• FTC Finds Rambus Inc. Guilty of Abusing Industry Standards-Setting Procedures
  • September 26, 2006 | Authors: Barry J. Reingold; Susan E. Foster; Thomas L. Boeder; Benjamin S. Sharp
  • Law Firms: Perkins Coie LLP - Washington Office ; Perkins Coie LLP - Seattle Office ; Perkins Coie LLP - Washington Office
  • The FTC recently found Rambus Inc., a developer and licensor of computer-memory technologies, guilty of violating the antitrust laws through its participation in a committee of the Joint Electron Device Engineering Council (JEDEC), convened to develop standards for dynamic random access memory (DRAM) devices. Rambus's scheme was designed to force all firms that made, used, or sold DRAMs that complied with the JEDEC standards to enter into licenses with Rambus to avoid patent infringement lawsuits. The total royalties, Rambus estimated, would have been in the billions of dollars, with individual DRAM manufacturers liable for hundreds of millions of dollars of license fees.

    The decision is a reminder to technology firms about the legal obligations that flow from participating in industry standards setting.

    Background and Holding

    During the late 1990's Rambus, like many electronics companies, participated in JEDEC standards-setting programs. While JEDEC's rules were not as clear as those of many standards-setting organizations, they were interpreted, in accordance with the duty of good faith, to require all participants to disclose all patents and patent applications that might impact a proposed standard. The rules were designed to provide an opportunity for JEDEC to consider whether it was possible and, if so, desirable to adopt a standard that avoided infringing any disclosed patents and applications. Where JEDEC decided to adopt a standard that impacted a member's patent or application, the rules required the member to agree to enter into reasonable and nondiscriminatory (RAND) licenses with all firms that made, used, or sold products that complied with the standard.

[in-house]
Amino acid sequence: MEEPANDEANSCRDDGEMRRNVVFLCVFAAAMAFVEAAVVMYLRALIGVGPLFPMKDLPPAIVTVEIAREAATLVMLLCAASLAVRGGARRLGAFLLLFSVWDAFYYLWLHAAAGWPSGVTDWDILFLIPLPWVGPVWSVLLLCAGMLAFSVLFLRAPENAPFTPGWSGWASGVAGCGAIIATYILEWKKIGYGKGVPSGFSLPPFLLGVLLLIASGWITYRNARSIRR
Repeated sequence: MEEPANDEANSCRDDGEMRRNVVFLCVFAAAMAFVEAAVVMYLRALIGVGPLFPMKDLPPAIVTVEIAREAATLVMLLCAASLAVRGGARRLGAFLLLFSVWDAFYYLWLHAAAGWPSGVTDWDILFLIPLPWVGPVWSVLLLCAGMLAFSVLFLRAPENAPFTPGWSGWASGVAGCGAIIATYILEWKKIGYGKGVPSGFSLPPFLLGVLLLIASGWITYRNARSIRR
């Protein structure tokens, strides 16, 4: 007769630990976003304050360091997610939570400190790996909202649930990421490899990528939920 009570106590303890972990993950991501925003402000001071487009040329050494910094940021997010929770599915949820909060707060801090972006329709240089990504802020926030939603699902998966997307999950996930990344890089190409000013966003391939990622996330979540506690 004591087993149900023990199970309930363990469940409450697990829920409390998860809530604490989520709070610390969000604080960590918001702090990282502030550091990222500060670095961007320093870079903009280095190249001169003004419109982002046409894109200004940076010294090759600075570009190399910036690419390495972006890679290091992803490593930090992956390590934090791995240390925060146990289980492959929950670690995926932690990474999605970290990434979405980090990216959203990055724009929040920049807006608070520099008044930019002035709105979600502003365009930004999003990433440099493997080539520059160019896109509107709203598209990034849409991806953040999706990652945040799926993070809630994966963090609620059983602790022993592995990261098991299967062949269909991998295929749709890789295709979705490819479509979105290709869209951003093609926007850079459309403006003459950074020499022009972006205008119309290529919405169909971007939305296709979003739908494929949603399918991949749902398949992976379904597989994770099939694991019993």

Rambus violated these rules and obligations. Specifically, Rambus: (a) failed to disclose to JEDEC Rambus's patents and patent applications applicable to proposed standards for DRAM devices; (b) supported the adoption of standards that Rambus believed would infringe its patents and to-be-issued patents; and (c) used information obtained in the JEDEC standards-setting proceedings to ensure that its patent filing strategy covered the key elements of the forthcoming JEDEC standards. After JEDEC adopted the standards, Rambus filed infringement lawsuits against all of the major DRAM manufacturers.

    The FTC found that Rambus's practices permitted it unlawfully to monopolize the market for the four DRAM technologies encompassed by the patents. The FTC is now considering the remedy it should impose on Rambus, which may consist of an order barring Rambus from enforcing the patents and permitting companies that entered into licenses for use of the patents to void the licenses. The FTC has not yet issued a decision on this aspect of the case.


    Companies involved in industry standards-setting proceedings should follow these procedures:


    • Carefully review all of the rules, procedures, and protocols governing the proceedings and remember that potentially deceptive conduct may include either misrepresentation, omission, or practice;


    • Where disclosure may be required, weigh the benefits of participation against the loss of potential license revenue and other ramifications (e.g., disclosure of potential trade secret information contained in undisclosed patent applications); and


    • If participation is the better course of action, disclose fully and on a timely basis all patents and patent applications, including amendments, that may impact proposed standards.